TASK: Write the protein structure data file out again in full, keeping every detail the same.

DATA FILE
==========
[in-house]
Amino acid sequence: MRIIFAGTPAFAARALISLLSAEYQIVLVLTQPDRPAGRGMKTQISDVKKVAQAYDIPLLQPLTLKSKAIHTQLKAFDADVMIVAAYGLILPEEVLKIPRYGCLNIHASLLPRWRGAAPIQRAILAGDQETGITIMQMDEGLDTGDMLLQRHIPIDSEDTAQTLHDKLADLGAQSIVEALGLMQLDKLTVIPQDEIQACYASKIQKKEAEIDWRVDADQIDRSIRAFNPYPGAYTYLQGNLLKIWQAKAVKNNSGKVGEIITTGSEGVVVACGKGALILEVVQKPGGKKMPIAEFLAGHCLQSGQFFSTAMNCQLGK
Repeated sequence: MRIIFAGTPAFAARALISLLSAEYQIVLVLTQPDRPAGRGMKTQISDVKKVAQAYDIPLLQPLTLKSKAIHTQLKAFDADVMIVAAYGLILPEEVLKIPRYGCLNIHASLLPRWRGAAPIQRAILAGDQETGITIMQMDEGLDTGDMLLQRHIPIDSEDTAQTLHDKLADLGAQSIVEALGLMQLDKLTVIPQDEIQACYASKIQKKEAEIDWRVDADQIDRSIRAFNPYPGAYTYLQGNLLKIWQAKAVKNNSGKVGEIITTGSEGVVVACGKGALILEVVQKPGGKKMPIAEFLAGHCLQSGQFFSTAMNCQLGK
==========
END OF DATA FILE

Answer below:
[in-house]
Amino acid sequence: MRIIFAGTPAFAARALISLLSAEYQIVLVLTQPDRPAGRGMKTQISDVKKVAQAYDIPLLQPLTLKSKAIHTQLKAFDADVMIVAAYGLILPEEVLKIPRYGCLNIHASLLPRWRGAAPIQRAILAGDQETGITIMQMDEGLDTGDMLLQRHIPIDSEDTAQTLHDKLADLGAQSIVEALGLMQLDKLTVIPQDEIQACYASKIQKKEAEIDWRVDADQIDRSIRAFNPYPGAYTYLQGNLLKIWQAKAVKNNSGKVGEIITTGSEGVVVACGKGALILEVVQKPGGKKMPIAEFLAGHCLQSGQFFSTAMNCQLGK
Repeated sequence: MRIIFAGTPAFAARALISLLSAEYQIVLVLTQPDRPAGRGMKTQISDVKKVAQAYDIPLLQPLTLKSKAIHTQLKAFDADVMIVAAYGLILPEEVLKIPRYGCLNIHASLLPRWRGAAPIQRAILAGDQETGITIMQMDEGLDTGDMLLQRHIPIDSEDTAQTLHDKLADLGAQSIVEALGLMQLDKLTVIPQDEIQACYASKIQKKEAEIDWRVDADQIDRSIRAFNPYPGAYTYLQGNLLKIWQAKAVKNNSGKVGEIITTGSEGVVVACGKGALILEVVQKPGGKKMPIAEFLAGHCLQSGQFFSTAMNCQLGK